Union leaders, activists and members played a crucial role in setting the stage for these positive results in negotiations by embracing the nationwide Contract Campaign. Management is more responsive when we are active and united. Many of you set up Contract Action Teams. You talked to and educated co-workers and the public. You encouraged co-workers to wear buttons, stickers and union gear. Hundreds of thousands of “I Stand with Postal Workers” postcards were signed and mailed to the PMG. You built unity and enthusiasm, helping to gain good tentative agreements, many of which were incorporated into the arbitration award. And you built solidarity and unity that will carry over to strengthen our everyday battles for workplace justice.
1. One great attribute of being organized into a union is the ability to force the company into collective bargaining and arbitration, thus winning a say over our wages, hours and working conditions. Where no unions exist, the bosses have the open door policy for their workers – take it or leave it – and if you don’t like the conditions of employment, see your way out the open door.
But with a union, management must negotiate and workers can use their organization and determination to make a better life for ourselves, families, co-workers and communities.
2. We would be much stronger in future negotiations if all postal workers were united in one big postal union. Divided into four separate unions, while we face one powerful company, allows management to play one union against the other. This weakness of divided unions hurts all of us at the bargaining table and it was reflected in the Arbitrator’s award.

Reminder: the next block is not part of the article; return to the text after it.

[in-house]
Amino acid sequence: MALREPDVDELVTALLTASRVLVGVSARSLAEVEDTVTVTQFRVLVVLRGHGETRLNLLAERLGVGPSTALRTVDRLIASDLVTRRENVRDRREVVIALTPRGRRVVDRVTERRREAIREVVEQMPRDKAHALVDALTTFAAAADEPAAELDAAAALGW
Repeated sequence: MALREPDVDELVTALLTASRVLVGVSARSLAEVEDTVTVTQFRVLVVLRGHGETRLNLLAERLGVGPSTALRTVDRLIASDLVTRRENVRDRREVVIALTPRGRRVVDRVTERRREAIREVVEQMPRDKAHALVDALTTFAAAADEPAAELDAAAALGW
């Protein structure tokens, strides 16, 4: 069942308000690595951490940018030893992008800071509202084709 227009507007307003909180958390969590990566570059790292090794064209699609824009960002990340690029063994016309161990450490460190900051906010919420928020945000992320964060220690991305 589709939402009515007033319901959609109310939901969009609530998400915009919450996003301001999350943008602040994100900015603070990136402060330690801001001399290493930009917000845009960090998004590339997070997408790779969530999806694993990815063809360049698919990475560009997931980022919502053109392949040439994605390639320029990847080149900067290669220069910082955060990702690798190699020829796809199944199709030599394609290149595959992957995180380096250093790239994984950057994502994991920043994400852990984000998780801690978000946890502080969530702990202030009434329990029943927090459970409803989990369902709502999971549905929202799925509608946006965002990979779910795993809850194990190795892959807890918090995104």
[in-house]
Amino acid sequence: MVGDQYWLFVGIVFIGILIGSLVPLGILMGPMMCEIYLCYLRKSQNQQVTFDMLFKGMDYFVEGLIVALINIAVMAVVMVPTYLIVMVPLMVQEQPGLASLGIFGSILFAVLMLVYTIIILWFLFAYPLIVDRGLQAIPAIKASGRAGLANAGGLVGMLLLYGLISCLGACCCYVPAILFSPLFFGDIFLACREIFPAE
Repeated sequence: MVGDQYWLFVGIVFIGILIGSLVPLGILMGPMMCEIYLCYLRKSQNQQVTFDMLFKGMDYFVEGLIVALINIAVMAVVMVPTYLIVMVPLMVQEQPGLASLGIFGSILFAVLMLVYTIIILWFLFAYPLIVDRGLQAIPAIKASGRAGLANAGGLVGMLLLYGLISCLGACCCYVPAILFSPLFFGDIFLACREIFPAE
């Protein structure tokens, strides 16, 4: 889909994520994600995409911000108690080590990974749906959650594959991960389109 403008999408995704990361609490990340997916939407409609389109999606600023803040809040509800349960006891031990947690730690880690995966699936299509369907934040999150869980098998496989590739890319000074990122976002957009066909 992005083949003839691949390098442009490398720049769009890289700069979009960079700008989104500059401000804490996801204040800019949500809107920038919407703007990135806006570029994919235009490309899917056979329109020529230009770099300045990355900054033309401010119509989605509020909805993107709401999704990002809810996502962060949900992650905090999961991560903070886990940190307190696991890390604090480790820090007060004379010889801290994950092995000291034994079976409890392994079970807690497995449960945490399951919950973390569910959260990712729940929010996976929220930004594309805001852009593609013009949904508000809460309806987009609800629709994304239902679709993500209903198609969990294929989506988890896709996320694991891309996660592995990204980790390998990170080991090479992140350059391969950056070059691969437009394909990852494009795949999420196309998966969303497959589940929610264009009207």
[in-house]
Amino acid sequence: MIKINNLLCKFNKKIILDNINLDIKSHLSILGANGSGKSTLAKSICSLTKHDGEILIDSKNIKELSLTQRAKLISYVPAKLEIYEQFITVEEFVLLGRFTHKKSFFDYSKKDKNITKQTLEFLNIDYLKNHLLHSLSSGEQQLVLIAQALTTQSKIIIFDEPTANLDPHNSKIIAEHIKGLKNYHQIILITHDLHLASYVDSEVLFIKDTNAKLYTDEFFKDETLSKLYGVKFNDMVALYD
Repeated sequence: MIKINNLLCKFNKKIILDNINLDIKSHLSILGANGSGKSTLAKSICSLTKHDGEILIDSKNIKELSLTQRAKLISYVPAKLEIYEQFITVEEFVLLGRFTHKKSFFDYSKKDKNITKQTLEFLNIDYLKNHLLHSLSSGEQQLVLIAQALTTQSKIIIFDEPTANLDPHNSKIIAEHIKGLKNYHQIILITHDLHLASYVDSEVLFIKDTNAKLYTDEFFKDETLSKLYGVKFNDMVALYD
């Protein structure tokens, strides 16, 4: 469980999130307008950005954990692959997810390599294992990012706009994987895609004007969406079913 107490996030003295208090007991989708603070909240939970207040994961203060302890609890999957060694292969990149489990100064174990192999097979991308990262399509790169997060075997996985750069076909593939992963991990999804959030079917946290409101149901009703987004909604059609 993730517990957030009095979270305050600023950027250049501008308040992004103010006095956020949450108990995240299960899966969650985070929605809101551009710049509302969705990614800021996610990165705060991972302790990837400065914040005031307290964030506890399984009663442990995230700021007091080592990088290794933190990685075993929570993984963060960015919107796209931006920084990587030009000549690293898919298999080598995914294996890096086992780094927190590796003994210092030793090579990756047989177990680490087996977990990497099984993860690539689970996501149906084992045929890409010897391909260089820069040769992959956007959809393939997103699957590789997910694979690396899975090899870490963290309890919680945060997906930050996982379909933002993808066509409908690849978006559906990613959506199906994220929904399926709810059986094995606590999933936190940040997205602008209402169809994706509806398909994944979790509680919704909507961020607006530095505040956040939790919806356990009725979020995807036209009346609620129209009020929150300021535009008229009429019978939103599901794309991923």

3. Negotiations reflect the power relationship between the managers and the workers. The more power we build, the more unity we have, the stronger the union movement in general, the higher the standards for all workers -- the better we will do at the negotiating table. So as we go forward and prepare for the next round of bargaining, worker solidarity is vital.
There were countless hours of invisible work in preparation, negotiations, mediation and interest arbitration. I do want to thank all those involved in the battle for “Good Service, Good Jobs, Good Contract” – from my brother and sister national officers on the negotiating committee (and those officers and staff who assisted the negotiating team), the attorneys and economists, the witnesses who testified (especially the postal workers who came forward), the secretaries and staff who provided critical administrative support, the many labor and community allies who stood tall with postal workers in the fight for justice, and especially all of you, the dedicated dues-paying members who are the foundation of our union.
We have made some important gains. We have turned some corners. We are heading in a better direction. And the struggle for workplace justice continues!! Carry On and Solidarity Forever!
The Support Services members at the Information Technology and Accounting Services (IT/AS) Unit recently overwhelmingly approved a one-year extension of their separate union contract!